Brioche, buttery delicious brioche. The bread that seems to have a perfect use for everything. Good toasted, good plain, divine straight out of the oven. Easy to make, rich, always a crowd pleaser. Except that the first rise goes overnight, and the second rise takes 2-3 friggin hours so unless you’re planning on breakfast at like 10am the point of this joyous bouquet of flours is lost. The last time I made one of these I intended it to be for breakie, but we ended up snacking on it before lunch. But something has changed.
I joined U.S. Masters Swimming and I go to swim practice at 4:45 in the morning Monday through Friday. I took today off. I get home around 6:15 from swim practice and my baby girl wakes up at 9. BRIOCHE FOR BREAKFAST. So last night I made the dough in the mixer. If you have a nice stand mixer, this is a super great dough to make because it really latches onto the dough hook and spanks the inside of the bowl with gratifying thuds. For a LONG time. I think I let it knead for at least 10 minutes. It’s also super fun because once you add the butter the dough dissolves and comes back together as a much looser mass.
So after swimming, I walked straight into the kitchen, still in a freezing cold wet bathing suit, and hand kneaded the dough into little balls, set them in a pan, and went about my morning. About 30 minutes before “go time” for the day I put it in a 375F oven and let it bake. It. Is. Delicious. Love me a brioche.
Also, there is something really cathartic about kneading bread, more so early in the morning. I felt like if this was my occupation I’d be okay with that. Making bread is noble. Bakers fulfill a necessary role in society. I wish I fulfilled such a necessary role. But dollars talk in America and if you want your kid to grow up with tons of opportunities you do what you’ve got to do. Maybe in retirement.
So there’s probably close to a billion historically significant works of art in St. Peter’s Basilica, mostly by Italian renaissance artists who later lent their names to a ragtag group of martial arts knowing turtles. The former (unqualified) art history professor in me wants to show you some of the highlights, but I don’t really know in most cases who made what, nor do I feel like looking it all up on wikipedia and pretending I knew all along.
Unlike my previous posts, my comments about the art will appear above the photo. As if we’re on a tour and I’m speaking before you get a chance to look.
Here’s perhaps the most famous piece, Pieta by one Michaelangelo Buonarroti.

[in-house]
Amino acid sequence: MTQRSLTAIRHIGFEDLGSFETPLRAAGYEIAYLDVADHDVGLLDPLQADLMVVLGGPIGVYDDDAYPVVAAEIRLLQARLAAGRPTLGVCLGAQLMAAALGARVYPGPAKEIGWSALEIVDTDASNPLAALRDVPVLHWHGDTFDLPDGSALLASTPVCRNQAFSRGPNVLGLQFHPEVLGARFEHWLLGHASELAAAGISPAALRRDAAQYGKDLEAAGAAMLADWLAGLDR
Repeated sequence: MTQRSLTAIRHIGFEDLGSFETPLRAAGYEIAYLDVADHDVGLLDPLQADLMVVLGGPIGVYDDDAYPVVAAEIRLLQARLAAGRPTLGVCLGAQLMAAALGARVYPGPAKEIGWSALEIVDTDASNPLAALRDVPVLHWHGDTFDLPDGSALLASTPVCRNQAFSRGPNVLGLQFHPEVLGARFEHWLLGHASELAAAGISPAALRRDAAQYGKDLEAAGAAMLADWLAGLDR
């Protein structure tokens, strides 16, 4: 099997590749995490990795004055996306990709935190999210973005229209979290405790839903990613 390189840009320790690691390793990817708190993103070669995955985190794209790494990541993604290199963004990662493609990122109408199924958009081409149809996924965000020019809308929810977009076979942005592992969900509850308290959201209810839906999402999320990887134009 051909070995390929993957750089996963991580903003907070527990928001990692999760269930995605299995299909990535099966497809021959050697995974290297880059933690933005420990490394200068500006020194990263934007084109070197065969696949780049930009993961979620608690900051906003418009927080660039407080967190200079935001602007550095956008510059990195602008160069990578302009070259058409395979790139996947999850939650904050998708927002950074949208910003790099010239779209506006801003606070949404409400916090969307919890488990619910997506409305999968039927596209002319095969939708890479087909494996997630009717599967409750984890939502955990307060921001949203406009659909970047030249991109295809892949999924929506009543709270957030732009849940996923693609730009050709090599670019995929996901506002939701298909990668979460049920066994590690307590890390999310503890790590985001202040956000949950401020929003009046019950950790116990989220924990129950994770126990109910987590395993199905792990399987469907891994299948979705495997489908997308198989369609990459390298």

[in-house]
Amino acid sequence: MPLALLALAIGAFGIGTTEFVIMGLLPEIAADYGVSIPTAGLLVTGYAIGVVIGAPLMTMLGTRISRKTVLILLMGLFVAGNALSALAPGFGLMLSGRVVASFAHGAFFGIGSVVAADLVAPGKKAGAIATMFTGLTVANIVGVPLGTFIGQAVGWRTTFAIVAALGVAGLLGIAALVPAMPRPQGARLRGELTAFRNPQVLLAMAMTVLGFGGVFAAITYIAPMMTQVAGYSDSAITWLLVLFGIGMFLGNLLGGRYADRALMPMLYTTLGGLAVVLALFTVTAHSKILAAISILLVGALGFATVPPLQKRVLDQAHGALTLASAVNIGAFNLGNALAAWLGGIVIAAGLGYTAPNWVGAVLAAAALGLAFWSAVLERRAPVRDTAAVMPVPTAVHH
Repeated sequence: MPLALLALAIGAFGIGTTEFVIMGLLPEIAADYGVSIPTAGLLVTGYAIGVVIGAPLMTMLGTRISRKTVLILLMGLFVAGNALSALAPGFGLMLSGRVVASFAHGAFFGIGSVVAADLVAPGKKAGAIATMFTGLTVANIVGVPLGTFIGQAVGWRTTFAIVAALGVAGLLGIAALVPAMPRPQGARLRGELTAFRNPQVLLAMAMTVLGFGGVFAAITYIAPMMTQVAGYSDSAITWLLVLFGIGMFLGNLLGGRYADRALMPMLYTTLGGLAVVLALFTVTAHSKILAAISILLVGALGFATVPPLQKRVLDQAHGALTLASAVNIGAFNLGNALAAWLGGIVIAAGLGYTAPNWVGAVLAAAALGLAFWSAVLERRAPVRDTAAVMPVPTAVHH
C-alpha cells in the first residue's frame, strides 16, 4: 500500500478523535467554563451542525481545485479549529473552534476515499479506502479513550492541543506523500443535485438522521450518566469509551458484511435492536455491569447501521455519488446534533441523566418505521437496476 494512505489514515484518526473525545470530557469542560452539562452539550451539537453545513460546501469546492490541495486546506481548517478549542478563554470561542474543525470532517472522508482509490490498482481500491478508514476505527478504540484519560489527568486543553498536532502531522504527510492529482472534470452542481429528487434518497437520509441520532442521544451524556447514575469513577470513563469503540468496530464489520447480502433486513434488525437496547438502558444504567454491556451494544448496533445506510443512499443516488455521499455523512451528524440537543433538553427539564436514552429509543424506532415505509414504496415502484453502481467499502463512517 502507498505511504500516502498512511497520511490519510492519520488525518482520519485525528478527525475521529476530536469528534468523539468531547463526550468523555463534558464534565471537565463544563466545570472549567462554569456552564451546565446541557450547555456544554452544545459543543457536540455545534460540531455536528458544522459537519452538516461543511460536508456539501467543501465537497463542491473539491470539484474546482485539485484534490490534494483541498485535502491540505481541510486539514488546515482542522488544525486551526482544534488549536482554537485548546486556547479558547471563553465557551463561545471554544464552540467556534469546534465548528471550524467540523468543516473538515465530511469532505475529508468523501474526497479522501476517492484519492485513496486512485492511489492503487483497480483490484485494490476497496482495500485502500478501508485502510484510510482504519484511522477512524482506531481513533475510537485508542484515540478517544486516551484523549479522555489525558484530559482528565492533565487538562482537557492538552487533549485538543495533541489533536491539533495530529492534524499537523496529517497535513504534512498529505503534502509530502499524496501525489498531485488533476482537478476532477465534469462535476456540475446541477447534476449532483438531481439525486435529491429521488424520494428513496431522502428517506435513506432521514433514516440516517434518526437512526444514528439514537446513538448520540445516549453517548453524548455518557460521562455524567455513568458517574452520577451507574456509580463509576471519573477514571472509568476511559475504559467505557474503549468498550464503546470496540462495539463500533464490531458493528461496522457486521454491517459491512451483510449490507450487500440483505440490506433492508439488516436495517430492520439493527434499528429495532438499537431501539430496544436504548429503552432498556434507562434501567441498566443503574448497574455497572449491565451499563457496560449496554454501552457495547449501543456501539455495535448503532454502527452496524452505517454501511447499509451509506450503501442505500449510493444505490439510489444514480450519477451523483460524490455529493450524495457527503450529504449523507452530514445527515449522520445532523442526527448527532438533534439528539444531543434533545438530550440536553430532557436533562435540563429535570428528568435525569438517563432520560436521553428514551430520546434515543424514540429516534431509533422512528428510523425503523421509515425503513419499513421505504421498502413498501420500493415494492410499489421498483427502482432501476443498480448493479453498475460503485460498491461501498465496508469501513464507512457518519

The Baldachino by Bernini…
One of the Apostles, who appears to have just hurled something at you.
Followed by another Apostle, who perhaps caught what the first had hurled.
Another Apostle (I’m crossing my fingers now hoping I photographed all four…)
Myriad statues popping their heads out and looking around. It’s like a whole city of the biblically famous frozen in marble…
Throne of St. Peter:
I guess I didn’t get a photo of the fourth apostle at the dome, so we will have to travel back to Rome one day. However, upon exiting St. Peter’s you run headlong into Swiss Guard with their Halberds. Their uniforms are artful AF, aren’t they?
So this will conclude my 4 part series on St. Peter’s Basilica. I think that anyone regardless of faith would enjoy a walk around in this church. There’s literally so much to see. If you attend a mainline Christian church, you will appreciate it from a heritage viewpoint. If not, there are all sorts of curiosities to indulge your brain. Plus the scale is just overwhelming altogether. I’d say St. Peter’s Basilica is not to be missed.
As I’ve mentioned in my posts about the Abbey of St. Victor in Marseille, Barcelona Cathedral, the Basilique de Notre Dame de la Garde, St. Cecilia, just up the river from St. Peter’s and other churches we have visited, one of the things that REALLY fascinates me about Catholic churches is the presence of holy relics. You know, pieces of cloth or bits of wood that touched someone significant from the bible or the sainthood. Or parts of a saint. Really like, patellas and elbows, hands and fingers, etc. Macabre reminders that the history of the church actually happened outside of the confines of a book. Well, St. Peter’s has some breathtaking relics. The ones that stood out to me the most were the relics of so many Popes from years ago.
Pope John the 23rd.
I think Pope Gregory is in that sarcophogus.
I’m not 100% sure, but I think St. Peter might be in this reliquary.
Pope Clement XIII.
Pope Alexander VI (maybe). Otherwise known as Rodrigo Borgia. He was the Pope in 1492 when Spain sent one Christopher Columbus to the new world.
Pope Innocent XI. Cast in pewter it looks like.
St. Pius X. There’s literally a catholic school a few miles from my house with the same name. But here he is!
Perhaps the most attended of the papal relics that I observed was this one, and I’m pretty sure I know why. Pope John Paul II was the pope when I was born. He always seemed so kind, so pure of heart, and like he was actually interested in making the world a better place. I had no idea that I would ever get this close to him. Of course, he’s a Saint now, so perhaps these people were asking for him to intercede for them.
So it’s a bit macabre. That’s the only word I can think of to describe how I feel about holy relics like this. I think they do add something to the church. It took me a few minutes in St. Peter’s to realize that these were sarcophagi, not just altars. Once I realized that, I’ll admit I was a little freaked out to be standing in the midst of not just so many spiritual leaders, but world leaders from the time the Papal States were their own nation. It’s absolutely nuts to think that all that separates you from someone as revered as a pope is a few inches of marble.